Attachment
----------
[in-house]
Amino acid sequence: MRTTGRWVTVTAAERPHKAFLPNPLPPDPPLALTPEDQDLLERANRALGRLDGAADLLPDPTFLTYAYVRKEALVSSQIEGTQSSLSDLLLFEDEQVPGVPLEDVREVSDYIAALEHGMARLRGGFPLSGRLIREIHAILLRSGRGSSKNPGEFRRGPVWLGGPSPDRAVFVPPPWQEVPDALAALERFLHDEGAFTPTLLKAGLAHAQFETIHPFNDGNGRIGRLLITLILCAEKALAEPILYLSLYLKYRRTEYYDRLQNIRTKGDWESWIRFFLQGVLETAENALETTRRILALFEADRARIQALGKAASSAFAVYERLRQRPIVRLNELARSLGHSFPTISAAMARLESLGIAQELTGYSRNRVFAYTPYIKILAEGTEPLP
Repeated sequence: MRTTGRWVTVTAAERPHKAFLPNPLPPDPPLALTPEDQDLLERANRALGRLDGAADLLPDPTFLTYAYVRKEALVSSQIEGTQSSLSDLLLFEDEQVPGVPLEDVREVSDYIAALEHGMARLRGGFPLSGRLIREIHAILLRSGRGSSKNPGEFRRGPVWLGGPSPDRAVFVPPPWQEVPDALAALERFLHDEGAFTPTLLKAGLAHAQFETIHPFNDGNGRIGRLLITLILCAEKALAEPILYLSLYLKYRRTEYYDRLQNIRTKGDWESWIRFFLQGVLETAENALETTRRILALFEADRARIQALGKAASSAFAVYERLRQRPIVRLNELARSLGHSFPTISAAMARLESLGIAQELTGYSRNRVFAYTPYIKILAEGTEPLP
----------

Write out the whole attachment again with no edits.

[in-house]
Amino acid sequence: MRTTGRWVTVTAAERPHKAFLPNPLPPDPPLALTPEDQDLLERANRALGRLDGAADLLPDPTFLTYAYVRKEALVSSQIEGTQSSLSDLLLFEDEQVPGVPLEDVREVSDYIAALEHGMARLRGGFPLSGRLIREIHAILLRSGRGSSKNPGEFRRGPVWLGGPSPDRAVFVPPPWQEVPDALAALERFLHDEGAFTPTLLKAGLAHAQFETIHPFNDGNGRIGRLLITLILCAEKALAEPILYLSLYLKYRRTEYYDRLQNIRTKGDWESWIRFFLQGVLETAENALETTRRILALFEADRARIQALGKAASSAFAVYERLRQRPIVRLNELARSLGHSFPTISAAMARLESLGIAQELTGYSRNRVFAYTPYIKILAEGTEPLP
Repeated sequence: MRTTGRWVTVTAAERPHKAFLPNPLPPDPPLALTPEDQDLLERANRALGRLDGAADLLPDPTFLTYAYVRKEALVSSQIEGTQSSLSDLLLFEDEQVPGVPLEDVREVSDYIAALEHGMARLRGGFPLSGRLIREIHAILLRSGRGSSKNPGEFRRGPVWLGGPSPDRAVFVPPPWQEVPDALAALERFLHDEGAFTPTLLKAGLAHAQFETIHPFNDGNGRIGRLLITLILCAEKALAEPILYLSLYLKYRRTEYYDRLQNIRTKGDWESWIRFFLQGVLETAENALETTRRILALFEADRARIQALGKAASSAFAVYERLRQRPIVRLNELARSLGHSFPTISAAMARLESLGIAQELTGYSRNRVFAYTPYIKILAEGTEPLP